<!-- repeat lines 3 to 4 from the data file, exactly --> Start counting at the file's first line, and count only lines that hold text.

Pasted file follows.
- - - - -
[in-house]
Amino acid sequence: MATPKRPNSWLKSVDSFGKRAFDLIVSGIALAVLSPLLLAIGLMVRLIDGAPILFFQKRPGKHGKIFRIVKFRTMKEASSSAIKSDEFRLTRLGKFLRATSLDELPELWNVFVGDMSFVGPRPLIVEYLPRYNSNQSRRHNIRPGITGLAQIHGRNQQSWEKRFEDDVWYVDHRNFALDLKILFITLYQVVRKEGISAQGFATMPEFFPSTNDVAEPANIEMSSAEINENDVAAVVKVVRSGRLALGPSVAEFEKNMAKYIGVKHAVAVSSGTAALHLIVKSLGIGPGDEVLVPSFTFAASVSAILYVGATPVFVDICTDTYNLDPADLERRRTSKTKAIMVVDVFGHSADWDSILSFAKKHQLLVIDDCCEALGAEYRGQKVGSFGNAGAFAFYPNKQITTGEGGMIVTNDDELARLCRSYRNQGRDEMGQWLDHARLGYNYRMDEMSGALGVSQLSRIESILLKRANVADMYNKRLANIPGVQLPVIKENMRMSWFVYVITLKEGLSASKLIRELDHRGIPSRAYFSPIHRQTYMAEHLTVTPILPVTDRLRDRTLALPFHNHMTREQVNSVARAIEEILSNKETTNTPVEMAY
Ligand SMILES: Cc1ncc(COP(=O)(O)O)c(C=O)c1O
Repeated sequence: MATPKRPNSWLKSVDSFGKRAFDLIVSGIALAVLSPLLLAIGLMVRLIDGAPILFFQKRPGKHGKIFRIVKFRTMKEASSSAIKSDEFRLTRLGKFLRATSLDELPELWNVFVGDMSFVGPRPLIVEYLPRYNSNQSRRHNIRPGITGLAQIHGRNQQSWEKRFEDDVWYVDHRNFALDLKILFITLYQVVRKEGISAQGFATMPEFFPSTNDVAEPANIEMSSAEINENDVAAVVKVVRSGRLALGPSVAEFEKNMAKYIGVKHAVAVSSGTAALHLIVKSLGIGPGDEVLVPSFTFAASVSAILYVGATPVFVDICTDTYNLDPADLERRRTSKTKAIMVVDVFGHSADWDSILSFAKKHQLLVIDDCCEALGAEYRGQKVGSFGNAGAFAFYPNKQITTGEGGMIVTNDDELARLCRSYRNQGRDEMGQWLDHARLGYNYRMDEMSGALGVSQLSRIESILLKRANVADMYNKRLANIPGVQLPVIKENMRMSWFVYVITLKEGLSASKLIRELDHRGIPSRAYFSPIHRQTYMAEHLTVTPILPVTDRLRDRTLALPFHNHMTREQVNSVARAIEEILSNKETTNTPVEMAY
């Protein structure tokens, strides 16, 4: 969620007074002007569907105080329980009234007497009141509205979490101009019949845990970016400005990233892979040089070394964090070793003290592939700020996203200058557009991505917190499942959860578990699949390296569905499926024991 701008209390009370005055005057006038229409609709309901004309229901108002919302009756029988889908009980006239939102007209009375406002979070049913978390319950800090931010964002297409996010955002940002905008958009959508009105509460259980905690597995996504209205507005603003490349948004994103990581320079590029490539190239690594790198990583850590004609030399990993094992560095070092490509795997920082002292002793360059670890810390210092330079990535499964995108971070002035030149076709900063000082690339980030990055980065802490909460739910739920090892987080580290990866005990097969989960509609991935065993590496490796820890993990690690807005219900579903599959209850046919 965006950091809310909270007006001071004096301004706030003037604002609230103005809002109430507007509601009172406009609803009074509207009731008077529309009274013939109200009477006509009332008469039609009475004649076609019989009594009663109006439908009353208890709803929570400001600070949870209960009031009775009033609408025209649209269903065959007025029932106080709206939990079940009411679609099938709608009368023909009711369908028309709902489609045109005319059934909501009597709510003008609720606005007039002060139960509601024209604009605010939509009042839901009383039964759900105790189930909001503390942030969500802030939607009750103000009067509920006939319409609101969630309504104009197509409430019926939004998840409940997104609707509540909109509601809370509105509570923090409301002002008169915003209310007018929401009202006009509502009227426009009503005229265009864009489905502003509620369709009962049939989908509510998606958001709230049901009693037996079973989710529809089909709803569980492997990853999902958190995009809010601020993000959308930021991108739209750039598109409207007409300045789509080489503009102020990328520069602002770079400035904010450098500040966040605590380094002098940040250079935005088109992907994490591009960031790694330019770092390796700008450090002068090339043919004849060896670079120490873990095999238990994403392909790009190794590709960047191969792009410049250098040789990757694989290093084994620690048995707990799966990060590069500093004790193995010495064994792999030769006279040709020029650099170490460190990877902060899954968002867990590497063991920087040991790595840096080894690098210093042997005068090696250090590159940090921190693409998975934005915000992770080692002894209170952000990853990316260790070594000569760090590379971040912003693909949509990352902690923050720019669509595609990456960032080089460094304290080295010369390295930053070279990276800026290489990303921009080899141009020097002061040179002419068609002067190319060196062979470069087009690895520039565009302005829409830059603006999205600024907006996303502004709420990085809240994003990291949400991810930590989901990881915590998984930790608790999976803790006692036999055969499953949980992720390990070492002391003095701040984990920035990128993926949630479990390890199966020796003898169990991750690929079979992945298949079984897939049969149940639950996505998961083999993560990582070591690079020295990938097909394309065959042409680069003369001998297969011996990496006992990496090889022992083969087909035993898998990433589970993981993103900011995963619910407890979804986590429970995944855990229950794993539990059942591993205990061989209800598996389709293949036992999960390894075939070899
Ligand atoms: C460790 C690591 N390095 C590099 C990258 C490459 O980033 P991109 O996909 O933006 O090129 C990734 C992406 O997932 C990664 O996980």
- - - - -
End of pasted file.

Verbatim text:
Ligand SMILES: Cc1ncc(COP(=O)(O)O)c(C=O)c1O
Repeated sequence: MATPKRPNSWLKSVDSFGKRAFDLIVSGIALAVLSPLLLAIGLMVRLIDGAPILFFQKRPGKHGKIFRIVKFRTMKEASSSAIKSDEFRLTRLGKFLRATSLDELPELWNVFVGDMSFVGPRPLIVEYLPRYNSNQSRRHNIRPGITGLAQIHGRNQQSWEKRFEDDVWYVDHRNFALDLKILFITLYQVVRKEGISAQGFATMPEFFPSTNDVAEPANIEMSSAEINENDVAAVVKVVRSGRLALGPSVAEFEKNMAKYIGVKHAVAVSSGTAALHLIVKSLGIGPGDEVLVPSFTFAASVSAILYVGATPVFVDICTDTYNLDPADLERRRTSKTKAIMVVDVFGHSADWDSILSFAKKHQLLVIDDCCEALGAEYRGQKVGSFGNAGAFAFYPNKQITTGEGGMIVTNDDELARLCRSYRNQGRDEMGQWLDHARLGYNYRMDEMSGALGVSQLSRIESILLKRANVADMYNKRLANIPGVQLPVIKENMRMSWFVYVITLKEGLSASKLIRELDHRGIPSRAYFSPIHRQTYMAEHLTVTPILPVTDRLRDRTLALPFHNHMTREQVNSVARAIEEILSNKETTNTPVEMAY